state of support for "external ECC hardware"

Gerlando Falauto gerlando.falauto at
Mon Nov 12 12:19:57 EST 2012

Hi everyone,

first of all I am very grateful for your feedback. Thanks a lot to all 
of you!!

On 11/09/2012 09:46 AM, Ricard Wanderlof wrote:

> Some manufacturers (Micron for instance I believe) have started to deliver
> 1 Gb chips using a higher density technology where they specify a
> requirement for 4-bit ECC. These naturally exhibit a much higher bitflip
> rate.

Would there be any reason *NOT* to use 4-bit ECC with parts which do not 
require it? Apart from performance, of course.

I mean, we need to be as flexible as possible as far as hardware parts 
are concerned, as long as the basic requirements are met.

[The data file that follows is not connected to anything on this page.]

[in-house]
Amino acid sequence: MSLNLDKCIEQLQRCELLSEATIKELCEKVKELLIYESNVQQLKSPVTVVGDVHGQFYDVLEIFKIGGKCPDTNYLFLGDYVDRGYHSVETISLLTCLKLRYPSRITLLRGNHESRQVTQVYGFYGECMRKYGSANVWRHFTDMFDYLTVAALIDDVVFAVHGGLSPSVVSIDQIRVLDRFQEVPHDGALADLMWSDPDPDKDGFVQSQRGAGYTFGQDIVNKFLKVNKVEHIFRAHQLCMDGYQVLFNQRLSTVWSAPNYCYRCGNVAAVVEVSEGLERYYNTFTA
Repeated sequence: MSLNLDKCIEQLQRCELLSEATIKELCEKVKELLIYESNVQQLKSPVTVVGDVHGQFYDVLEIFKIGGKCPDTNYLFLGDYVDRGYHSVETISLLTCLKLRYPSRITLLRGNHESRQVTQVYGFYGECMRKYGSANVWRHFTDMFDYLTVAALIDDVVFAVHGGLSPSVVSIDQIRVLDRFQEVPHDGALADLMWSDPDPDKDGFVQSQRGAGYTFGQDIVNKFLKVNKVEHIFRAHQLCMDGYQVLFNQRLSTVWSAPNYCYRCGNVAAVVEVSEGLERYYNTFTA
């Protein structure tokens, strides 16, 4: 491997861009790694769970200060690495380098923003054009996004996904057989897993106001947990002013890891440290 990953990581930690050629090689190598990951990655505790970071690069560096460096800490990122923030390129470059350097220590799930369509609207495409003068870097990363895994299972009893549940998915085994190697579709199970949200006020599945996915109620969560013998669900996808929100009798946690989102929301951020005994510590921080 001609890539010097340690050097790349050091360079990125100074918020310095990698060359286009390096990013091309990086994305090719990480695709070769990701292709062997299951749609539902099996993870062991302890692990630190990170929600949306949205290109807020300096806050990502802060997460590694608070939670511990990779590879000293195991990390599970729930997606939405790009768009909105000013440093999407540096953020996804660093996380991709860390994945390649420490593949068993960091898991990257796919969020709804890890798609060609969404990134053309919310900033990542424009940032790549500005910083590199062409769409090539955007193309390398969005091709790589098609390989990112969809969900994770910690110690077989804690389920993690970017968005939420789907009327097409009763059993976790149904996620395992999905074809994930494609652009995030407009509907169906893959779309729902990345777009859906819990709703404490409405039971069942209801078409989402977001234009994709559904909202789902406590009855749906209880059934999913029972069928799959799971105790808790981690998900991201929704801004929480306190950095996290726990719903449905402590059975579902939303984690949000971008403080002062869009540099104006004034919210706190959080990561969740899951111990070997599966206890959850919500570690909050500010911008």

So we would like to have a single kernel which can run on different 
flash parts, past, present, and (as far as we can predict) future.
As pointed out within this thread, dynamic detection might be a bit 
tricky, so perhaps finding a common solution might be a good compromise.

> At any rate, the ECC algorithm itself should be able to take care of bit
> flips in the ECC codes. For the 1-bit algorithm in nand_ecc.c it does this
> by comparing the computed ECC with the actual ECC; if there's a difference
> of exactly one bit (rather than a more complex diff which after
> calculations points out the flipped bit in the main area), it is assumed
> that the bitflip is in the ECC area rather than the data. I don't know how
> BCH does this though.

Ivan, I came to understand (but I am not sure), that the implementation 
you provided (and currently mainlined) *DOES* handle this correctly. It 
was instead an old one which did not handle this properly. Is my 
understanding correct?

Thank you again,

> /Ricard

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